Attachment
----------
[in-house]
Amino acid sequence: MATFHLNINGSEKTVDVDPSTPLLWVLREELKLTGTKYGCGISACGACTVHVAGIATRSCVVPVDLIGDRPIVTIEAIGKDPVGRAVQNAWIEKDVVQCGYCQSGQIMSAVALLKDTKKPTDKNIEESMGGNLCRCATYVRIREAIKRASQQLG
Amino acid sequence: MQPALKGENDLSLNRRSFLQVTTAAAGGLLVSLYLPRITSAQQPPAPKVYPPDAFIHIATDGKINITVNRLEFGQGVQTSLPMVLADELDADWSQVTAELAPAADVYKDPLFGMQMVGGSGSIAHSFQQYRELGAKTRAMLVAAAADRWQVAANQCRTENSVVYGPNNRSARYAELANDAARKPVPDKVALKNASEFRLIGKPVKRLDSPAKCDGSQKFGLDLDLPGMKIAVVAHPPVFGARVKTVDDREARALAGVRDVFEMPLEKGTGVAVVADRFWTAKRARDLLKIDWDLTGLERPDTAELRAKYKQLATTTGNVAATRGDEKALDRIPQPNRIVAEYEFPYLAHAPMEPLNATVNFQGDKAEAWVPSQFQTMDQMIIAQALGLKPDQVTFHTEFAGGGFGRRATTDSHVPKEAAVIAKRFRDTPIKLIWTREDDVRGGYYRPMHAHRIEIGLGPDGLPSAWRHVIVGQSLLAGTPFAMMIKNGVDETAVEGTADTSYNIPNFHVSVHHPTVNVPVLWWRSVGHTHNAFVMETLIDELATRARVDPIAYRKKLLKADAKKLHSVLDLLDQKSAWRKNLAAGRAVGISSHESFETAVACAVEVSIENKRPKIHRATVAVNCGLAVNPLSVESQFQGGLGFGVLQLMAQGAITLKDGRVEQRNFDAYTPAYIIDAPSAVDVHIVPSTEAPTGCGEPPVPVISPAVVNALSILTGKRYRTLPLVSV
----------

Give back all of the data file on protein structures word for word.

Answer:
[in-house]
Amino acid sequence: MATFHLNINGSEKTVDVDPSTPLLWVLREELKLTGTKYGCGISACGACTVHVAGIATRSCVVPVDLIGDRPIVTIEAIGKDPVGRAVQNAWIEKDVVQCGYCQSGQIMSAVALLKDTKKPTDKNIEESMGGNLCRCATYVRIREAIKRASQQLG
Amino acid sequence: MQPALKGENDLSLNRRSFLQVTTAAAGGLLVSLYLPRITSAQQPPAPKVYPPDAFIHIATDGKINITVNRLEFGQGVQTSLPMVLADELDADWSQVTAELAPAADVYKDPLFGMQMVGGSGSIAHSFQQYRELGAKTRAMLVAAAADRWQVAANQCRTENSVVYGPNNRSARYAELANDAARKPVPDKVALKNASEFRLIGKPVKRLDSPAKCDGSQKFGLDLDLPGMKIAVVAHPPVFGARVKTVDDREARALAGVRDVFEMPLEKGTGVAVVADRFWTAKRARDLLKIDWDLTGLERPDTAELRAKYKQLATTTGNVAATRGDEKALDRIPQPNRIVAEYEFPYLAHAPMEPLNATVNFQGDKAEAWVPSQFQTMDQMIIAQALGLKPDQVTFHTEFAGGGFGRRATTDSHVPKEAAVIAKRFRDTPIKLIWTREDDVRGGYYRPMHAHRIEIGLGPDGLPSAWRHVIVGQSLLAGTPFAMMIKNGVDETAVEGTADTSYNIPNFHVSVHHPTVNVPVLWWRSVGHTHNAFVMETLIDELATRARVDPIAYRKKLLKADAKKLHSVLDLLDQKSAWRKNLAAGRAVGISSHESFETAVACAVEVSIENKRPKIHRATVAVNCGLAVNPLSVESQFQGGLGFGVLQLMAQGAITLKDGRVEQRNFDAYTPAYIIDAPSAVDVHIVPSTEAPTGCGEPPVPVISPAVVNALSILTGKRYRTLPLVSV